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Reaction to Varadkar’s criticism says more about media insecurity

Silly season and hypersensitivity turn offhand comments into front-page news

Taoiseach Leo Varadkar speaks to the media on the floor of the New York Stock Exchange. Photograph: Kim Haughton/EPA

The coverage of and criticism directed at Leo Varadkar’s comments about journalism in New York earlier this week reveals more about the insecurity of Irish media than it does about the Taoiseach’s views.

The story broke in Ireland on Tuesday night. Before breakfast on Wednesday the National Union of Journalists had denounced the remarks “attributed” to the Taoiseach and called for them to be clarified “as a matter of urgency”.

The NUJ went on to criticise the Taoiseach for what it described as his “particular criticism of RTÉ” which it said was “especially concerning” because it suggested “a hostility” on the Government’s part to the public-sector broadcaster. The NUJ added that the Taoiseach’s reported comments on Prime Time “if true” were “gratuitous and insulting”. It accused the Taoiseach of having “targeted” named programmes and groups in a “cowardly” manner by doing so “off the record”.

Labour leader Brendan Howlin, ever attuned to the media opportunities which arise from defending the media, quickly got in on the act

Early on Wednesday morning, RTÉ’s managing director of news, Jon Williams, rushed out a series of defensive tweets about how award-winning RTÉ’s investigative journalists have been of late. He did so having assumed, it seems on the basis of the newspaper reports, that the Taoiseach’s remarks amounted to a generalised attack on RTÉ’s investigative reporting. Many readers, however, would have promptly spotted that any reference to RTÉ in that context by the Taoiseach was more likely to have been a specific reference to RTÉ’s disastrous Prime Time Investigates programme in 2011 which falsely accused an Irish priest of raping a teenage girl in Kenya.


Outrage

One of Williams’s tweets was typical of the way in which the media over-reacted to the story. He tweeted “To be clear #Trump called the media ‘enemy of the people’. He’s wrong. If the Taoiseach really sympathises with that view, he’s wrong too. #PressFreedom”. The outrage in that tweet of course was contingent on whether the Taoiseach shared Trump’s view that the media is the enemy of the people, a patently inaccurate presumption, for which there was no basis even in the reports of Varadkar’s New York lunch. Williams was rewarded for his tweet with 49 retweets, many of them from RTÉ journalists.

In the following hours, chapels of journalists weighed in against Varadkar. The collective and definitive view of the political correspondents was that the Taoiseach had made “a considerable gaffe”, and that he had scored “a major own goal”. Political commentators derided Varadkar’s remarks as “utterly ridiculous” and “pathetic stuff”, and dismissed him as a “boy leader”. Some even wondered aloud whether he had been suffering from jet lag or had “bumped his head”.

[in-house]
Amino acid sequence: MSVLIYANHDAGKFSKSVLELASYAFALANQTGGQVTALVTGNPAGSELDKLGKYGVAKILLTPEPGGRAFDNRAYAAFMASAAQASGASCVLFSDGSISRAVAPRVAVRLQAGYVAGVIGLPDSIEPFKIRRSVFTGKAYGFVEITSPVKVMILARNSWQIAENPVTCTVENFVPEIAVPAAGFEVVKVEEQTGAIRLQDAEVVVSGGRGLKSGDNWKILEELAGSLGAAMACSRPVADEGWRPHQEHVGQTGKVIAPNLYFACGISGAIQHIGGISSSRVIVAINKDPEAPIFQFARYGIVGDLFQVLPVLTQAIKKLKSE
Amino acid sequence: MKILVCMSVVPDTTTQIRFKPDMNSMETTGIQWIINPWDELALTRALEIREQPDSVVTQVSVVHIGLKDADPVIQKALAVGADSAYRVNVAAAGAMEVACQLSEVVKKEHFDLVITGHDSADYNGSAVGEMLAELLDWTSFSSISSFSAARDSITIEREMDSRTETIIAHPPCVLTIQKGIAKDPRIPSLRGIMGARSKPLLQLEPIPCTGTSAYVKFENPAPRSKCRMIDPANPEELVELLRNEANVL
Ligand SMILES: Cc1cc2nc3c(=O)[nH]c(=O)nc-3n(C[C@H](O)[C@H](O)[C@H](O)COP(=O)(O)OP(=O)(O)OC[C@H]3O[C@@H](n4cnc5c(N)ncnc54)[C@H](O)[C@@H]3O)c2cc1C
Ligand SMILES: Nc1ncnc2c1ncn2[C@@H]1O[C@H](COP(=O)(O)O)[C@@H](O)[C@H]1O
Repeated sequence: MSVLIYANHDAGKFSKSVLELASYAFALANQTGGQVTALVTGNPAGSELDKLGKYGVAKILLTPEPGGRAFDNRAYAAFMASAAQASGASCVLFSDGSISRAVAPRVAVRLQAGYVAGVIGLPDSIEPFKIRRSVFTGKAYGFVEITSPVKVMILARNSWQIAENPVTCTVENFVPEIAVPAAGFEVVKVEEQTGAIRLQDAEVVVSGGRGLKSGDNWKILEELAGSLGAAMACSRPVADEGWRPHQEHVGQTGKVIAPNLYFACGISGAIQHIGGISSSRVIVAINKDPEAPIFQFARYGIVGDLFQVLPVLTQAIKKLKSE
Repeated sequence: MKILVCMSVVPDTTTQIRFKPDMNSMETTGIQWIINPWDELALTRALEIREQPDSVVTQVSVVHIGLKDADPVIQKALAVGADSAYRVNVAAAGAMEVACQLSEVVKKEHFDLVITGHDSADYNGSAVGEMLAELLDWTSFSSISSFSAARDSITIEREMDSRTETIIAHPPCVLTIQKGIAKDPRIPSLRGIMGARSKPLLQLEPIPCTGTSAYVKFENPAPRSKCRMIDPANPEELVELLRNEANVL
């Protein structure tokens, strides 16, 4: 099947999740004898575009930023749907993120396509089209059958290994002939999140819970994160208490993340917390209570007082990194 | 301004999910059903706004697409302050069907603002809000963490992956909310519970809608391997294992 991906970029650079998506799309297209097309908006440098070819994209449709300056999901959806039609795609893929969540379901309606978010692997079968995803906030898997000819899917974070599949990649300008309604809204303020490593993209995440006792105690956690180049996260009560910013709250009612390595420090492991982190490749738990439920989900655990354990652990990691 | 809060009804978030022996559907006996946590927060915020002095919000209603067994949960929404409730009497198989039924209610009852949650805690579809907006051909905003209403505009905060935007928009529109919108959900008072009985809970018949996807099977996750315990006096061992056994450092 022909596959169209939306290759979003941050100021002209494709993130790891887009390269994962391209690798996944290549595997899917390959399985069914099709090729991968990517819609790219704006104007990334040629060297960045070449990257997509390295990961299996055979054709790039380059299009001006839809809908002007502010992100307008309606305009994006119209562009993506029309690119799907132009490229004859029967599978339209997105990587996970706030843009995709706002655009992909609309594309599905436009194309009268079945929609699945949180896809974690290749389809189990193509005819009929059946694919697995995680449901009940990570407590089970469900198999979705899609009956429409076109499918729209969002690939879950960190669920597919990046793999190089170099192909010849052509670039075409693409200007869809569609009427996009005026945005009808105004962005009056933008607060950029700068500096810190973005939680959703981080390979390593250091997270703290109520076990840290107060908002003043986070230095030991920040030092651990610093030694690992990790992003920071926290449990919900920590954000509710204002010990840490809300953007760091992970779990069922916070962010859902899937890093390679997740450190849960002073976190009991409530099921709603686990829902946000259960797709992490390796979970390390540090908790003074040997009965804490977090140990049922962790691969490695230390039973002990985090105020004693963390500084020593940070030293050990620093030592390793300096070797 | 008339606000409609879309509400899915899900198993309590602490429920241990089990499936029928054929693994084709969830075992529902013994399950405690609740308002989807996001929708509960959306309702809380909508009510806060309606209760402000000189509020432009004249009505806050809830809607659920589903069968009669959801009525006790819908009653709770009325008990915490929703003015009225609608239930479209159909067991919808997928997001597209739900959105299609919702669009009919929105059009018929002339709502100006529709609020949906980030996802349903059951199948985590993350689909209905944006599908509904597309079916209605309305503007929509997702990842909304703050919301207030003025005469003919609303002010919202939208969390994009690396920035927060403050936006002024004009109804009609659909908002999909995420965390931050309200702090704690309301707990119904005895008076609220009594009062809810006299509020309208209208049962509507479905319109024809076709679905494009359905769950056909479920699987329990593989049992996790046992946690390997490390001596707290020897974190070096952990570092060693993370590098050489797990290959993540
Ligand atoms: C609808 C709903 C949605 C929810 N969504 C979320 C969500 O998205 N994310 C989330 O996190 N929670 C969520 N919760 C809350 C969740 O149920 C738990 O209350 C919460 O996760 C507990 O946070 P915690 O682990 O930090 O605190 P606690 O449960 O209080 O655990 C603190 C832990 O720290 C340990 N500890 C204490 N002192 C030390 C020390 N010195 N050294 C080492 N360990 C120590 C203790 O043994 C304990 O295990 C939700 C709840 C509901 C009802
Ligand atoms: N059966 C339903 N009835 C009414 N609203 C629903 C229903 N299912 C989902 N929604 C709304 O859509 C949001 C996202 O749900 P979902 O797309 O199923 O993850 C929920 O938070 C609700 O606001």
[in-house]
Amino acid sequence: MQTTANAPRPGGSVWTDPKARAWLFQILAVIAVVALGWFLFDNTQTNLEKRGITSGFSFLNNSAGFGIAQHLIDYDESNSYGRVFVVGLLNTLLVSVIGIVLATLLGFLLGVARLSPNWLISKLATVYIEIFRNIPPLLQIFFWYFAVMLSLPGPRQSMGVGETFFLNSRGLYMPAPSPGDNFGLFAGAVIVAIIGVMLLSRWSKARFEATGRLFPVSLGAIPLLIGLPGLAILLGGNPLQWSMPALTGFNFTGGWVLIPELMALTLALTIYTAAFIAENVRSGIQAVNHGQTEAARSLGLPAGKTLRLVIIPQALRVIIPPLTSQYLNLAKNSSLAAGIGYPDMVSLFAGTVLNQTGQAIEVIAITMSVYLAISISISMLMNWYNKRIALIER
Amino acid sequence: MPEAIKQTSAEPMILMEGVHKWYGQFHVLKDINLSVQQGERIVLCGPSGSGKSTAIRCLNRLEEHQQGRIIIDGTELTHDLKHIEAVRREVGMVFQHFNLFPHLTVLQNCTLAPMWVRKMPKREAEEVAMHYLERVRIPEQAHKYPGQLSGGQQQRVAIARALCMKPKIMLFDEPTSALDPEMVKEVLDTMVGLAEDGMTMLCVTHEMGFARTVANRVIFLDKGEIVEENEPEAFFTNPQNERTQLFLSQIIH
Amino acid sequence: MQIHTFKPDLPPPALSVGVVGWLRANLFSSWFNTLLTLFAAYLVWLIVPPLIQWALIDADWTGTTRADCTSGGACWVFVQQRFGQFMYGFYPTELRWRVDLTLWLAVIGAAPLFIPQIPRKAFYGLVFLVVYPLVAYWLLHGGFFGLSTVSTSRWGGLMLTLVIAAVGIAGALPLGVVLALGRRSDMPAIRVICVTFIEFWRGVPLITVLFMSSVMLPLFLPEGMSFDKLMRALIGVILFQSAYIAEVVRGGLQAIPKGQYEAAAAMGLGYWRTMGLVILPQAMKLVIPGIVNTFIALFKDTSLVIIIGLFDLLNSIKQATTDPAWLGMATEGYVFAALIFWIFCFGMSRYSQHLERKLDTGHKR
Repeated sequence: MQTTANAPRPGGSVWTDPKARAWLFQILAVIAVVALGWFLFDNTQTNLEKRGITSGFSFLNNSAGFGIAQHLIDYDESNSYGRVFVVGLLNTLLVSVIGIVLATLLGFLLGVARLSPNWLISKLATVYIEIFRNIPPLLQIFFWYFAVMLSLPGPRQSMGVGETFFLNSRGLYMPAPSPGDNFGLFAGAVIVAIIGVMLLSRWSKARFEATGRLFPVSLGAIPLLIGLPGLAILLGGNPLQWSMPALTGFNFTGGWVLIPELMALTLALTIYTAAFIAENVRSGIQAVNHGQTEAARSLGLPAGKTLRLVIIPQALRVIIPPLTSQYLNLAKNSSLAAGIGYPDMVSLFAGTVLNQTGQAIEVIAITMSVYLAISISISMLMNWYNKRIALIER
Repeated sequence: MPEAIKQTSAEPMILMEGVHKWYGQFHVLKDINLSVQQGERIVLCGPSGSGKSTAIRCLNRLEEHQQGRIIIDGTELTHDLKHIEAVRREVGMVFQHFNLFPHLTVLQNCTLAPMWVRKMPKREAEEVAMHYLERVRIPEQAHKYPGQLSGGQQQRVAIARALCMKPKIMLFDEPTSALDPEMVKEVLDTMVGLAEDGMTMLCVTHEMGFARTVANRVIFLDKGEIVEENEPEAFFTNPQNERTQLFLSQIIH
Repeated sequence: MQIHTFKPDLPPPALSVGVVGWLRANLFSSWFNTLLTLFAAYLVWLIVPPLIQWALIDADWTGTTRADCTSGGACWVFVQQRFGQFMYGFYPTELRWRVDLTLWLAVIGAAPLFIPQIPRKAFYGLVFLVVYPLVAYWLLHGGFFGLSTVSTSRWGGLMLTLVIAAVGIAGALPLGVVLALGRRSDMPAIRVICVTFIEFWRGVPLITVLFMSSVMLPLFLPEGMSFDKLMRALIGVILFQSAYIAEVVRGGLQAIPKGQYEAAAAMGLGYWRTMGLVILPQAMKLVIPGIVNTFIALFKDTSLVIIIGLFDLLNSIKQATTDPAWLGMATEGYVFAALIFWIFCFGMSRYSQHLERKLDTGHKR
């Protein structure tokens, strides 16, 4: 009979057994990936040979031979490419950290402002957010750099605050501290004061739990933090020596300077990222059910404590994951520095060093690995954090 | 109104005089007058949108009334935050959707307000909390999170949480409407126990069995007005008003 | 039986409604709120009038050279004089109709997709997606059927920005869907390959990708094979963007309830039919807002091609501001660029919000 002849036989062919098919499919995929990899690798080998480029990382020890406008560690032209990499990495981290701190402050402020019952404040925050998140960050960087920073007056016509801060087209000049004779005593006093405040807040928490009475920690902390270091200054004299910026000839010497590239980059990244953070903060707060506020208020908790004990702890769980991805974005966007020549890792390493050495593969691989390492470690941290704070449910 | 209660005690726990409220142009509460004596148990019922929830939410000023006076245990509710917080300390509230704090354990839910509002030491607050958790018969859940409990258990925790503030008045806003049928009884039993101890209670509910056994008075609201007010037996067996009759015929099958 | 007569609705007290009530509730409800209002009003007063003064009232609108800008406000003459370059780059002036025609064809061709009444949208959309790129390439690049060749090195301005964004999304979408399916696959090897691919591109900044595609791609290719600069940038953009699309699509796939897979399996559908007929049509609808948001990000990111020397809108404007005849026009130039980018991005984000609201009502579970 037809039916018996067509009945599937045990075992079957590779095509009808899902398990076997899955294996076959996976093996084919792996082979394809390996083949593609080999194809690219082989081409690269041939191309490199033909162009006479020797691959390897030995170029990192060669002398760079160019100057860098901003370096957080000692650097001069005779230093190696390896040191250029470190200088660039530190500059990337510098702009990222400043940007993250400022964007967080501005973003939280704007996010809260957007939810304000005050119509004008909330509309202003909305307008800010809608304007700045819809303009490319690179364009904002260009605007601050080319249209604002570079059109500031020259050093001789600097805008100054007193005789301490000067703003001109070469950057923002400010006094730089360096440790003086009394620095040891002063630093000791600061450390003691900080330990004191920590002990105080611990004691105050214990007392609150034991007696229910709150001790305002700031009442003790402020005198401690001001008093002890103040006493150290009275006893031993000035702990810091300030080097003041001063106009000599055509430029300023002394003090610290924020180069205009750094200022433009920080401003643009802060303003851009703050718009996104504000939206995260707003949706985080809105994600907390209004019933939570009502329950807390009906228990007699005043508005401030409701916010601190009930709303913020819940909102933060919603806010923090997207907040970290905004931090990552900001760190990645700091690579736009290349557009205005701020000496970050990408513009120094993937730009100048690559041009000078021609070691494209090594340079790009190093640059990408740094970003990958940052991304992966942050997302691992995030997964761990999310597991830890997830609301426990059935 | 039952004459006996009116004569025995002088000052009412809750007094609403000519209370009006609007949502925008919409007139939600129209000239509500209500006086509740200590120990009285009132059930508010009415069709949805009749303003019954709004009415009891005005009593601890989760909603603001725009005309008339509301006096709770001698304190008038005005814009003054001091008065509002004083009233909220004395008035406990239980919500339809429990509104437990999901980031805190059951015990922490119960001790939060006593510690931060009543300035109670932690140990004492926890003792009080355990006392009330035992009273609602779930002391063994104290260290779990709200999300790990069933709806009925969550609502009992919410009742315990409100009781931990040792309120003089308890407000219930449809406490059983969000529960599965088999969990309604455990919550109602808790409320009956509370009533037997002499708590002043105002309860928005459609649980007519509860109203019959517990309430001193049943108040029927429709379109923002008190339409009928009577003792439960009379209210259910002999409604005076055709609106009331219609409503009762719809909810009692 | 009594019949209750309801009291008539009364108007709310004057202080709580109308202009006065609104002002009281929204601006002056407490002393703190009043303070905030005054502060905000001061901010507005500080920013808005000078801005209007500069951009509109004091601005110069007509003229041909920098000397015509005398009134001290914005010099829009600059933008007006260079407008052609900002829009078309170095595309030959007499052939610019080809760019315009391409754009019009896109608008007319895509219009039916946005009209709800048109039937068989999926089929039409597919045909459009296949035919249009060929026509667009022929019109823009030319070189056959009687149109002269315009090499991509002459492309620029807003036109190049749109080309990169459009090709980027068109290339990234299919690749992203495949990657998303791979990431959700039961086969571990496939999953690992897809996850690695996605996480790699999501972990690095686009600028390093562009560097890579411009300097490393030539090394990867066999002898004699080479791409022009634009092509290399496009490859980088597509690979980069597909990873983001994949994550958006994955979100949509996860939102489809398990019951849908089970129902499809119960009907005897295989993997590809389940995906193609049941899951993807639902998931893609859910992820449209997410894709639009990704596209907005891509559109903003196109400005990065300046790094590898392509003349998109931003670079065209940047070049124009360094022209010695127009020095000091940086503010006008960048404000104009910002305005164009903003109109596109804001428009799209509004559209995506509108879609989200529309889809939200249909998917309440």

Once fired up, the journalist mob got no time to pause and reflect on the story, so busy were they tweeting their own “outrage” or “disappointment” or retweeting the outrage or disappointment of colleagues. The BBC’s Fergal Keane tweeted: “Ill judged comments of the year award”.

Labour leader Brendan Howlin, ever attuned to the media opportunities which arise from defending the media, quickly got in on the act. He was the first politician out with a press release criticising Varadkar for his “attack on the Irish media”. Howlin was duly rewarded with a place on a panel headlining on the topic at the start of Today with Miriam O’Callaghan on RTÉ Radio 1. Howlin expressed himself “disturbed” and “disquieted” by the Taoiseach’s remarks, particularly at “this juncture”. He went on to rapidly reference not only Trump, but “Orbán in Hungary” and “the situation in Poland” to suggest that “pillars of a democratic society [are] under strain” and implying that Varadkar in his remarks was somehow contributing to all this.

Leaders’ Questions

Not to be outdone, Fianna Fáil’s Willie O’Dea appeared on the Leinster House plinth, where he bravely defended the Leinster House media. Sinn Féin leader Mary Lou McDonald followed suit. She regarded the controversy as of such national importance that it was worthy of discussion in the Dáil at Leaders’ Questions. She too accused the Taoiseach of “attack[ing] Irish investigative journalism” on the basis of a reported reference to Prime Time.

This was a story which one would hope in a busy month might have just about made the cut for Miriam Lord’s Saturday omnibus in this newspaper or some of the political gossip columns in other publications. A combination of news drought at the start of the silly season and hypersensitivity on the part of the media, however, meant it was carried on the front page of two national newspapers and became the main political news story on much of the broadcast media.

In an ironic twist, some media outlets, including this newspaper, accused the Taoiseach of having a “tin ear”.

One wonders whether on calmer reflection the media might have the insight to see that its reaction this week was a tad over the top.